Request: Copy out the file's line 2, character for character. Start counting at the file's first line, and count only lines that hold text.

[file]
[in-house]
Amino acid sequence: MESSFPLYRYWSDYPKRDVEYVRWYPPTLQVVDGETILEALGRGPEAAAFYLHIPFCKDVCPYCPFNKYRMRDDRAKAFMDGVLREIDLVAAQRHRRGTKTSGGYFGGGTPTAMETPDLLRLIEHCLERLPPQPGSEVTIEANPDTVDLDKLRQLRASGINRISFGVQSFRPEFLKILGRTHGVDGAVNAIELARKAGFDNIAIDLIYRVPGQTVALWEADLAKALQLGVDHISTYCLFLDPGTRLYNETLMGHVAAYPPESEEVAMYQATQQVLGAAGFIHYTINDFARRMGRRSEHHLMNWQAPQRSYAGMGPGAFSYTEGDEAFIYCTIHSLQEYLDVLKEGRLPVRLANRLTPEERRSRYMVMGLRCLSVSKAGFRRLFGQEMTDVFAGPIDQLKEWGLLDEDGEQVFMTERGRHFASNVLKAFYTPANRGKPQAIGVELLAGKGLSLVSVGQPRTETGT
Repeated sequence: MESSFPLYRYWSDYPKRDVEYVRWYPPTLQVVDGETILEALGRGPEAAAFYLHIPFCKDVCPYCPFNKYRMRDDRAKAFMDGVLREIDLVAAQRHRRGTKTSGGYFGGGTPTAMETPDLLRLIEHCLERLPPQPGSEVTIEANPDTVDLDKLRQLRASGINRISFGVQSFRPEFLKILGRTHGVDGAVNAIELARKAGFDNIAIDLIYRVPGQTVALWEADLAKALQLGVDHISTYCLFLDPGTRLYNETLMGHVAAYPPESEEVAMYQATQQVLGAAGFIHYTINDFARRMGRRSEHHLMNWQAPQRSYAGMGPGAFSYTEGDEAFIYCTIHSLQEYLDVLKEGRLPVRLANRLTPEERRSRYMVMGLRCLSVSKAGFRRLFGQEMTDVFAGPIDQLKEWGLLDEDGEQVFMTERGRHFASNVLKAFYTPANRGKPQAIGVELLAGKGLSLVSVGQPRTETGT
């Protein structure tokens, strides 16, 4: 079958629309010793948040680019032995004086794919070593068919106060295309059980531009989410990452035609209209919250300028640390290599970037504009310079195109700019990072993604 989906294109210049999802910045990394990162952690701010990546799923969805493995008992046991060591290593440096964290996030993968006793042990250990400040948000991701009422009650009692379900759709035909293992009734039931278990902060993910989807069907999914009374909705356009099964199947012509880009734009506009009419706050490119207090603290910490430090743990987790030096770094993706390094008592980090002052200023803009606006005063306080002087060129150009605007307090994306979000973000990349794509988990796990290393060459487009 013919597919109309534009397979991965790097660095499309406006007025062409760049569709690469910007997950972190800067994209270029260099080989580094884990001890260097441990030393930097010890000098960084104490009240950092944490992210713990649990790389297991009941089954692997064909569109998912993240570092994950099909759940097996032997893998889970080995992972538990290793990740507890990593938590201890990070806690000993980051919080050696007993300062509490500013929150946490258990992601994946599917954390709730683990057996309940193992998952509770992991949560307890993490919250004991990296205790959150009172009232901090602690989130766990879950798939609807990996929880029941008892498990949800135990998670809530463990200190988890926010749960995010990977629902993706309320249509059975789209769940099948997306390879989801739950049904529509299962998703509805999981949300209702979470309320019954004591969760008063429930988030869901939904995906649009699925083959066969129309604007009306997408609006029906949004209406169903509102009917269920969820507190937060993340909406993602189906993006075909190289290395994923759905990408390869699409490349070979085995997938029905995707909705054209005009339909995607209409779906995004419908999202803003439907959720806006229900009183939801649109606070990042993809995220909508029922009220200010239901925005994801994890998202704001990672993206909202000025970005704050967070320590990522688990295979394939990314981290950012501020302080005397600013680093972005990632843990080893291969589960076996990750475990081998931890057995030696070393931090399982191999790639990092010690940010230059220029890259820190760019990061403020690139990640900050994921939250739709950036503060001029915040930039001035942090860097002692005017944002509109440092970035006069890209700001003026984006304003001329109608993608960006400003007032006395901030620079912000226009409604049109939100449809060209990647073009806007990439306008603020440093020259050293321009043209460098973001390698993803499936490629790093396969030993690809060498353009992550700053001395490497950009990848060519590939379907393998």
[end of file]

Amino acid sequence: MESSFPLYRYWSDYPKRDVEYVRWYPPTLQVVDGETILEALGRGPEAAAFYLHIPFCKDVCPYCPFNKYRMRDDRAKAFMDGVLREIDLVAAQRHRRGTKTSGGYFGGGTPTAMETPDLLRLIEHCLERLPPQPGSEVTIEANPDTVDLDKLRQLRASGINRISFGVQSFRPEFLKILGRTHGVDGAVNAIELARKAGFDNIAIDLIYRVPGQTVALWEADLAKALQLGVDHISTYCLFLDPGTRLYNETLMGHVAAYPPESEEVAMYQATQQVLGAAGFIHYTINDFARRMGRRSEHHLMNWQAPQRSYAGMGPGAFSYTEGDEAFIYCTIHSLQEYLDVLKEGRLPVRLANRLTPEERRSRYMVMGLRCLSVSKAGFRRLFGQEMTDVFAGPIDQLKEWGLLDEDGEQVFMTERGRHFASNVLKAFYTPANRGKPQAIGVELLAGKGLSLVSVGQPRTETGT